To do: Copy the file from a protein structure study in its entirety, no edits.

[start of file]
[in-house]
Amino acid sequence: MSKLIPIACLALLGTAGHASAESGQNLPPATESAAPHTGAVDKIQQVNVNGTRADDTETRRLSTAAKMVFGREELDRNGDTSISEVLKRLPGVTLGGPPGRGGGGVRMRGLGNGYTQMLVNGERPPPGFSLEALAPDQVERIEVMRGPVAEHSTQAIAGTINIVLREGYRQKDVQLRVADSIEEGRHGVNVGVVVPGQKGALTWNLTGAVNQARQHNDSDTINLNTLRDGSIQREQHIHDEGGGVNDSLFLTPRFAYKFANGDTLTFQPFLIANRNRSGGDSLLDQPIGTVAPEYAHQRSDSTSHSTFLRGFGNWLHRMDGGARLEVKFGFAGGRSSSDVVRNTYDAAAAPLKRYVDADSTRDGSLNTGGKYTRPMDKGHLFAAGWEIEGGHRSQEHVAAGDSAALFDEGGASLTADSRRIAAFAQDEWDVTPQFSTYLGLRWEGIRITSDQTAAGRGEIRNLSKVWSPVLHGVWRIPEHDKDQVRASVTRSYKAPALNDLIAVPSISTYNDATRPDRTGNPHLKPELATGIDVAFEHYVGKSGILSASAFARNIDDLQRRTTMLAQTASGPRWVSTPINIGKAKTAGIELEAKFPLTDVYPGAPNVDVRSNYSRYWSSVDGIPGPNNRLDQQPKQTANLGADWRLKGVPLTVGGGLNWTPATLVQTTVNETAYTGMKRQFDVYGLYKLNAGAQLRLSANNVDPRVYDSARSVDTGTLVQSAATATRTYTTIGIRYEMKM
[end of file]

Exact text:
[in-house]
Amino acid sequence: MSKLIPIACLALLGTAGHASAESGQNLPPATESAAPHTGAVDKIQQVNVNGTRADDTETRRLSTAAKMVFGREELDRNGDTSISEVLKRLPGVTLGGPPGRGGGGVRMRGLGNGYTQMLVNGERPPPGFSLEALAPDQVERIEVMRGPVAEHSTQAIAGTINIVLREGYRQKDVQLRVADSIEEGRHGVNVGVVVPGQKGALTWNLTGAVNQARQHNDSDTINLNTLRDGSIQREQHIHDEGGGVNDSLFLTPRFAYKFANGDTLTFQPFLIANRNRSGGDSLLDQPIGTVAPEYAHQRSDSTSHSTFLRGFGNWLHRMDGGARLEVKFGFAGGRSSSDVVRNTYDAAAAPLKRYVDADSTRDGSLNTGGKYTRPMDKGHLFAAGWEIEGGHRSQEHVAAGDSAALFDEGGASLTADSRRIAAFAQDEWDVTPQFSTYLGLRWEGIRITSDQTAAGRGEIRNLSKVWSPVLHGVWRIPEHDKDQVRASVTRSYKAPALNDLIAVPSISTYNDATRPDRTGNPHLKPELATGIDVAFEHYVGKSGILSASAFARNIDDLQRRTTMLAQTASGPRWVSTPINIGKAKTAGIELEAKFPLTDVYPGAPNVDVRSNYSRYWSSVDGIPGPNNRLDQQPKQTANLGADWRLKGVPLTVGGGLNWTPATLVQTTVNETAYTGMKRQFDVYGLYKLNAGAQLRLSANNVDPRVYDSARSVDTGTLVQSAATATRTYTTIGIRYEMKM